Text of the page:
CUOMO: So then why convert? If you already married her, what do you care what they think about you?

REYES: Not that I care what they thought about me, it's that the way they were behaving toward Rebecca and toward me was putting a major strain on the marriage. And obviously the strain had some effect, because we are in divorce court.

CUOMO: Now, if religion is so important to you, why would you have converted to a different faith?

REYES: I didn't change the way I practice religion, I went through the motions, but I still pray to Jesus at night, I still go to church, I still did all of the same things I did.

CUOMO: She says you didn't go to church, she never knew you to go to church.

REYES: That's a lie.

CUOMO: She's lying?

REYES: If she said that, yes.

CUOMO: Did you take your kid to church?

REYES: Did I take Ela? Well, of course it's all over the news.

CUOMO: No, no. (laughs) Thank you, thank you very much. Before all this, when she was first born and you were going to church, as you say, did you take her with you?

REYES: Ela had been to church. Now, because of our schedules, we didn't go to shoal or we did not go to church regularly. We pretty much limited it to the high holy days. But, we weren't able to observe one religion or the other with any regularity.

CUOMO: You didn't go to temple every week.

REYES: No, absolutely not.

CUOMO: And you say you guys were basically just pretty much open to religion, in general.


CUOMO: Some type of deism, you believe in God and you just—your practice both faiths.

REYES: Well, Rebecca practiced her faith, I practiced mine and we exposed Ela to each.

CUOMO: Do you think this would have happened—the baptism, bringing her to church—if you guys had stayed together?


CUOMO: Then why is your wife so surprised by this?

REYES: I don't think Rebecca is surprised by it. Rebecca is not a terribly religious person, for one. And that's evidence that she didn't go to shoal regularly, she married a Catholic boy, and that she doesn't keep kosher. So, in terms of this shock value that she claims is there, it really isn't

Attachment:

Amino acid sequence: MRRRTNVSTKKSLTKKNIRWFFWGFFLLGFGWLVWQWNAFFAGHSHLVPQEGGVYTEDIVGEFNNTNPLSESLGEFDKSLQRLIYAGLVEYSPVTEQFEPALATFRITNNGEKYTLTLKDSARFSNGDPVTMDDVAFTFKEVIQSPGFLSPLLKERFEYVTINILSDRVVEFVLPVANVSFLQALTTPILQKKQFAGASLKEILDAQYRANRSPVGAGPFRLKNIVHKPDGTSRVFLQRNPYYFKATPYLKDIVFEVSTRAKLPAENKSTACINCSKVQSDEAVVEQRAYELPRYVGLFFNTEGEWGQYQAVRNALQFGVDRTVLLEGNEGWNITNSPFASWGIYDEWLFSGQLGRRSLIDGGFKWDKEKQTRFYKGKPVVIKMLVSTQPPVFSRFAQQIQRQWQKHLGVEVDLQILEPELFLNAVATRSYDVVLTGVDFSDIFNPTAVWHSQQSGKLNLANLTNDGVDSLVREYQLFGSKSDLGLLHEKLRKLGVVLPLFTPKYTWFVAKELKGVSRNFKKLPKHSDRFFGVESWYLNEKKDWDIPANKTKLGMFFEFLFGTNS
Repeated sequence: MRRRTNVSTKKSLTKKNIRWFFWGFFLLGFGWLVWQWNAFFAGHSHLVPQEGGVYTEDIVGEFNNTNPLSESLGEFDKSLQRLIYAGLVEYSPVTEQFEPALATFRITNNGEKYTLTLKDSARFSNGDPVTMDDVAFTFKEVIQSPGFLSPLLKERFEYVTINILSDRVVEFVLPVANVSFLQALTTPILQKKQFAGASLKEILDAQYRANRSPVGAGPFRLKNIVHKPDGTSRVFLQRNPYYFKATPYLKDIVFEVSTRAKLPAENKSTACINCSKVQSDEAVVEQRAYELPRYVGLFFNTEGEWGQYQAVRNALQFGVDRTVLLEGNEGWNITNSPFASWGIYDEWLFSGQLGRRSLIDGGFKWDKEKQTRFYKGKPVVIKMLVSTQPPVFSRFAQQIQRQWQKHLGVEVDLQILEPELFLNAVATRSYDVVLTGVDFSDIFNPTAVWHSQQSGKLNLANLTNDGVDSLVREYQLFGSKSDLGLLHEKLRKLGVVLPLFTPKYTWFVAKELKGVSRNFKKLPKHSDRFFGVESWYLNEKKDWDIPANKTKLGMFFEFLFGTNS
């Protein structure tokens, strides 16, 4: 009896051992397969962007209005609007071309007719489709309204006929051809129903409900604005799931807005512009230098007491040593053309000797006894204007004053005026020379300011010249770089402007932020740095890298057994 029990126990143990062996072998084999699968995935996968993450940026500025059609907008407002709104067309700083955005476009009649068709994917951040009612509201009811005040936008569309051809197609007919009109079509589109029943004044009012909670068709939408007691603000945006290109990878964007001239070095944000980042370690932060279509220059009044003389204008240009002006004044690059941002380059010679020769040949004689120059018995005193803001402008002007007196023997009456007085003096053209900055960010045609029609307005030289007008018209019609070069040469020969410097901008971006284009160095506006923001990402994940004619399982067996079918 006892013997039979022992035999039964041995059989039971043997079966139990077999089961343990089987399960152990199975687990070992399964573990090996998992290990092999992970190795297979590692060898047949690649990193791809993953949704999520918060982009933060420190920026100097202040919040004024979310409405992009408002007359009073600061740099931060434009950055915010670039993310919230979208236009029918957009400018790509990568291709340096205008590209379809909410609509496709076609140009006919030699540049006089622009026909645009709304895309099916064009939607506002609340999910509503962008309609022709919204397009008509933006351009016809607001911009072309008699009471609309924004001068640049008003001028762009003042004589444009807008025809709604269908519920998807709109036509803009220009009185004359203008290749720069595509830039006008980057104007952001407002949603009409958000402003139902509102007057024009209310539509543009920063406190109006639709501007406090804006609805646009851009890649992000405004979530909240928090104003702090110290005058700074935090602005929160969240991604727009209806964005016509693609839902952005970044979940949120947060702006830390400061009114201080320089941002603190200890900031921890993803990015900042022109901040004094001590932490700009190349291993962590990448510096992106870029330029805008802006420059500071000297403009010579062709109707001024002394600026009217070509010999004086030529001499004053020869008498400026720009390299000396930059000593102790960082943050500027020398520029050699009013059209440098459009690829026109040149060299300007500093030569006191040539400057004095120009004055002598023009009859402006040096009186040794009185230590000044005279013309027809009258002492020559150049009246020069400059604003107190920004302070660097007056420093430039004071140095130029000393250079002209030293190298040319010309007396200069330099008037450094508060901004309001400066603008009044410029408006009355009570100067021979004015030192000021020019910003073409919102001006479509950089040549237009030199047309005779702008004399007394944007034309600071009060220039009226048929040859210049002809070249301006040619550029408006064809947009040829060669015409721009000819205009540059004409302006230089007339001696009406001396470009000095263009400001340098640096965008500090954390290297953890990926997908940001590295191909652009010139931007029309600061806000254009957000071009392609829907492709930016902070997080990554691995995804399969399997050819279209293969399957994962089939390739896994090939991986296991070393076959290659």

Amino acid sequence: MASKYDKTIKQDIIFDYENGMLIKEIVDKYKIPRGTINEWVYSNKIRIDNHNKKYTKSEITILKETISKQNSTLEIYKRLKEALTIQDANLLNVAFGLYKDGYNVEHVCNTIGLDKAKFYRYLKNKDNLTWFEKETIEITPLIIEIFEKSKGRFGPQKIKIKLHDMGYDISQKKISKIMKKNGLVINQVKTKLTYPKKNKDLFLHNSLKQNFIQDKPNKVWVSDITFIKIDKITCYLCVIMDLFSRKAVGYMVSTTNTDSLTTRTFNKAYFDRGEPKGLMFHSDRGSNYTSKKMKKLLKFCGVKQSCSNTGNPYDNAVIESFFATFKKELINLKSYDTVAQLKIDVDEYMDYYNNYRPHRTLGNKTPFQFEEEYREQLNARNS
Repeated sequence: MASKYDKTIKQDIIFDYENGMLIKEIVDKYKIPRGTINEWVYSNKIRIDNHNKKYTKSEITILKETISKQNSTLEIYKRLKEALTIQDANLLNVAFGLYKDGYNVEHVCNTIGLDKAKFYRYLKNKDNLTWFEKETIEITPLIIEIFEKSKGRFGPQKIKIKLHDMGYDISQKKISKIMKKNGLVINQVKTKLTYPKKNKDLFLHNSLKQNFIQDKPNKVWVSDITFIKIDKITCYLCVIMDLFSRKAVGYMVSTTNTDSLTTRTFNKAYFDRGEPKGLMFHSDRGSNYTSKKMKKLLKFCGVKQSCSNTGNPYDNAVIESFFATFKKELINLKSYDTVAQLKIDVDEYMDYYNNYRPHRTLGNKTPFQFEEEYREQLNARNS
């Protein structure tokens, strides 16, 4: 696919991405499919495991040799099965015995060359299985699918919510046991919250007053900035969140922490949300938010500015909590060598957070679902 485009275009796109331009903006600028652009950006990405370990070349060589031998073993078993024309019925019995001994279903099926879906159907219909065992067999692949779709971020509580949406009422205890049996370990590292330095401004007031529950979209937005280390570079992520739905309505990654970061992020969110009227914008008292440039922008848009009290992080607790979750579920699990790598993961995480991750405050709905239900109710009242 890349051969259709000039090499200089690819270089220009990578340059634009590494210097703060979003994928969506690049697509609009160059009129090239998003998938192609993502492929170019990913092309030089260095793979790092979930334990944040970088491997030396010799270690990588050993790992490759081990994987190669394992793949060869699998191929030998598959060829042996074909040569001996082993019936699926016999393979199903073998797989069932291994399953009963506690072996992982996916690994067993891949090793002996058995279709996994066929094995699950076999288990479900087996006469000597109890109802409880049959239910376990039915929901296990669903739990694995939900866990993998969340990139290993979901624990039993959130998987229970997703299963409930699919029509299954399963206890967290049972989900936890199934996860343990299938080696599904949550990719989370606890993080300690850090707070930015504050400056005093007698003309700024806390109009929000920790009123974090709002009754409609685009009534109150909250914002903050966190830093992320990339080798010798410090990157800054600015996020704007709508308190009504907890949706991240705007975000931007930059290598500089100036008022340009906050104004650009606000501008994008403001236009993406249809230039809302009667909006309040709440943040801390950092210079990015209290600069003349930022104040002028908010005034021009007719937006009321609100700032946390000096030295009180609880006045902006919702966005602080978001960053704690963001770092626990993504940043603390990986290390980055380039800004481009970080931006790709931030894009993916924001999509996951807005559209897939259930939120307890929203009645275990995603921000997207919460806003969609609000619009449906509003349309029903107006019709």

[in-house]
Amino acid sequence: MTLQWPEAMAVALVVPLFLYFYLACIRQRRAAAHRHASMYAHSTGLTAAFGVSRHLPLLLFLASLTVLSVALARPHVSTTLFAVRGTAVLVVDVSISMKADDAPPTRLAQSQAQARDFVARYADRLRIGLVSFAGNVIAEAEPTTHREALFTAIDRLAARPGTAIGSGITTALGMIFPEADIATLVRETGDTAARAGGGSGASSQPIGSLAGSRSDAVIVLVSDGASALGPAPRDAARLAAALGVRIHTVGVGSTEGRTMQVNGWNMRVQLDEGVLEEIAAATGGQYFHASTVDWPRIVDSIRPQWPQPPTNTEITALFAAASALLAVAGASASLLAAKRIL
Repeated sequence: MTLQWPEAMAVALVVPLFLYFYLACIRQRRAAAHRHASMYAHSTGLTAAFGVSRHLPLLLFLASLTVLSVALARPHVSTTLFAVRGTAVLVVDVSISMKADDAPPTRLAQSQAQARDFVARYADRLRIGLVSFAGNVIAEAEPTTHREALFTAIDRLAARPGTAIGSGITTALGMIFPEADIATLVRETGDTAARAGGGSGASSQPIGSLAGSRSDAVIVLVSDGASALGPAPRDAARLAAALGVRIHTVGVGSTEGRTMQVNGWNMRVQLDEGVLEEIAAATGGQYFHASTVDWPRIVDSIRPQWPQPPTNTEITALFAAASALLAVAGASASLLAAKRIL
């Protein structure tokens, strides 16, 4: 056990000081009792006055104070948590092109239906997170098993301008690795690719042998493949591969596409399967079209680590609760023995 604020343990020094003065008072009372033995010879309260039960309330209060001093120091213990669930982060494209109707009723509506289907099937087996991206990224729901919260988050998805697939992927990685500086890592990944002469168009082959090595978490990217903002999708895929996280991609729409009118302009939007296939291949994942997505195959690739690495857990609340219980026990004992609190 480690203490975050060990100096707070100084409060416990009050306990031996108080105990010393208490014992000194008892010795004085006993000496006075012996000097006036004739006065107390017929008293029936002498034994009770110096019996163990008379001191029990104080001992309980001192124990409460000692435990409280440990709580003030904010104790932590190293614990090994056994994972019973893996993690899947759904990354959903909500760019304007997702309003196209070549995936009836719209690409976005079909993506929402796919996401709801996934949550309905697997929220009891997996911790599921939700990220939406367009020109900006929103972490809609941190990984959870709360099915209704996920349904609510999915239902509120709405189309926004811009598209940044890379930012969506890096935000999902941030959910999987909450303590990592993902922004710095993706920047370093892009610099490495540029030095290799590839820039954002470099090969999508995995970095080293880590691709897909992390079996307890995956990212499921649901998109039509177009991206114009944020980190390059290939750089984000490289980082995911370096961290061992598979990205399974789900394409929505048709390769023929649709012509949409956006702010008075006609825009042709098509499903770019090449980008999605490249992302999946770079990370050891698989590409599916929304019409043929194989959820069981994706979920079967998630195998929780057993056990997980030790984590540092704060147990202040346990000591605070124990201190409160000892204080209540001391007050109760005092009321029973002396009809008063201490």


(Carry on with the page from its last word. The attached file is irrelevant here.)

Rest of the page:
CUOMO: You're worried about pulling your daughter into something like this?

REYES: I never pulled my daughter into this.

CUOMO: How no?

REYES: For one, I didn't file for divorce. Well, I take that back, I did file for divorce, we both filed for divorce. I didn't pull my daughter into this situation because I didn't file the TRO.

CUOMO: Right, but once it was filed, you made a decision to take your daughter into a church, you called the local news, told them you were going to do it, held your kid up in front of the cameras and said 'you see, we went to church because this was the right thing to do.'

REYES: I didn't hold my daughter up in front of the cameras.

CUOMO: Well, all of the camera shots were of you holding your daughter.

REYES: I didn't hold her up in front. They wanted to accompany me; I said certainly, if you want to come and watch me go to church you're more than welcome to do that.

CUOMO: But you contacted them, right?

REYES: Certainly.

CUOMO: So you drew the attention to this situation.

REYES: This attention merits—or excuse me, this situation merits attention.

CUOMO: Do you understand how it could seem as though you were engaged in a battle with Rebecca?

REYES: I am engaged in a battle with Rebecca, that's what divorce is.

CUOMO: But that this is an assault within that battle of divorce, that you've brought religion in and your kid in and now that's part of this battle, you understand why it can be seen that way?

REYES: I understand why it can be seen that way. It's not an accurate depiction.

CUOMO: What is the accurate depiction?

REYES: The accurate depiction is the only thing I want to do is be the dad that I am to my daughter. And Rebecca, I would think, would want that for her daughter, as well.

REYES: The accurate picture is that I am a dad that loves my daughter. I love my daughter very much and I would think that Rebecca would want that for our daughter. I would think that Rebecca would embrace the fact that Ela has a great dad. Instead, Rebecca only wants to breed more and more conflict into this.

CUOMO: Do you think you're making it better by flouting the order and calling in the media?

REYES: I don't think that that helped to basically end the conflict. But, at some point, when you do as much has been done to me in this situation, there is a straw that breaks the camel's back. I've made every concession that I possibly can make for Rebecca, and I have to draw the line in the sand somewhere and this is where I choose to draw it. My faith means a lot to me.

CUOMO: So is it about your faith or is it about you getting pushed around by Rebecca?